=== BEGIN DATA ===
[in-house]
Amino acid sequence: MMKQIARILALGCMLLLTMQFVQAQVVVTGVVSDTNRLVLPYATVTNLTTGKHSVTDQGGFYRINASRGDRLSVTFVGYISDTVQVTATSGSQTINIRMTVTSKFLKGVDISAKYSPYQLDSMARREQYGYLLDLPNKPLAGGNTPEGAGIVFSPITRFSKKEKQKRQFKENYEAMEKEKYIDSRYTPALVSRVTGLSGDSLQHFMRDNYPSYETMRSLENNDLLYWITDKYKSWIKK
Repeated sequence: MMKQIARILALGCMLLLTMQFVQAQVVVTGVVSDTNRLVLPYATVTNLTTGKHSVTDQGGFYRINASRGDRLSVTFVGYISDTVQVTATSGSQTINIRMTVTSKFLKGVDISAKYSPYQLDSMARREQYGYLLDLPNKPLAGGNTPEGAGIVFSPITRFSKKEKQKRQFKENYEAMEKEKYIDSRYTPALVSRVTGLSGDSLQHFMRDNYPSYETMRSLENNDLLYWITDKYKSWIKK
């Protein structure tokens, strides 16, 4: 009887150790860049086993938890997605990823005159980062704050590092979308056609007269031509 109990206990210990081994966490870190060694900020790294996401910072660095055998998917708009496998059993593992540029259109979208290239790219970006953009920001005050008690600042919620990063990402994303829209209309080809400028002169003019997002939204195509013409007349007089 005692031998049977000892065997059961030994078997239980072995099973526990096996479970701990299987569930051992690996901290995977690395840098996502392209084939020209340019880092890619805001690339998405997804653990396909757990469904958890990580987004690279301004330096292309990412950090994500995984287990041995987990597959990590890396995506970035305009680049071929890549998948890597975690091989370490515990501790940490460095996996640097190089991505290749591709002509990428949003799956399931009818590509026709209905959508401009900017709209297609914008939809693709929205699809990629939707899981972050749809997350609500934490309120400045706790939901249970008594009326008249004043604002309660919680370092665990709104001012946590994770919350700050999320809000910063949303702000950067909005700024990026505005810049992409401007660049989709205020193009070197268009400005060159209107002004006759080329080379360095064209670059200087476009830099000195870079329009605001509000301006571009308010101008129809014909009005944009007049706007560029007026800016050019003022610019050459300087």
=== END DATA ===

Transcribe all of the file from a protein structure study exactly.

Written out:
[in-house]
Amino acid sequence: MMKQIARILALGCMLLLTMQFVQAQVVVTGVVSDTNRLVLPYATVTNLTTGKHSVTDQGGFYRINASRGDRLSVTFVGYISDTVQVTATSGSQTINIRMTVTSKFLKGVDISAKYSPYQLDSMARREQYGYLLDLPNKPLAGGNTPEGAGIVFSPITRFSKKEKQKRQFKENYEAMEKEKYIDSRYTPALVSRVTGLSGDSLQHFMRDNYPSYETMRSLENNDLLYWITDKYKSWIKK
Repeated sequence: MMKQIARILALGCMLLLTMQFVQAQVVVTGVVSDTNRLVLPYATVTNLTTGKHSVTDQGGFYRINASRGDRLSVTFVGYISDTVQVTATSGSQTINIRMTVTSKFLKGVDISAKYSPYQLDSMARREQYGYLLDLPNKPLAGGNTPEGAGIVFSPITRFSKKEKQKRQFKENYEAMEKEKYIDSRYTPALVSRVTGLSGDSLQHFMRDNYPSYETMRSLENNDLLYWITDKYKSWIKK
């Protein structure tokens, strides 16, 4: 009887150790860049086993938890997605990823005159980062704050590092979308056609007269031509 109990206990210990081994966490870190060694900020790294996401910072660095055998998917708009496998059993593992540029259109979208290239790219970006953009920001005050008690600042919620990063990402994303829209209309080809400028002169003019997002939204195509013409007349007089 005692031998049977000892065997059961030994078997239980072995099973526990096996479970701990299987569930051992690996901290995977690395840098996502392209084939020209340019880092890619805001690339998405997804653990396909757990469904958890990580987004690279301004330096292309990412950090994500995984287990041995987990597959990590890396995506970035305009680049071929890549998948890597975690091989370490515990501790940490460095996996640097190089991505290749591709002509990428949003799956399931009818590509026709209905959508401009900017709209297609914008939809693709929205699809990629939707899981972050749809997350609500934490309120400045706790939901249970008594009326008249004043604002309660919680370092665990709104001012946590994770919350700050999320809000910063949303702000950067909005700024990026505005810049992409401007660049989709205020193009070197268009400005060159209107002004006759080329080379360095064209670059200087476009830099000195870079329009605001509000301006571009308010101008129809014909009005944009007049706007560029007026800016050019003022610019050459300087």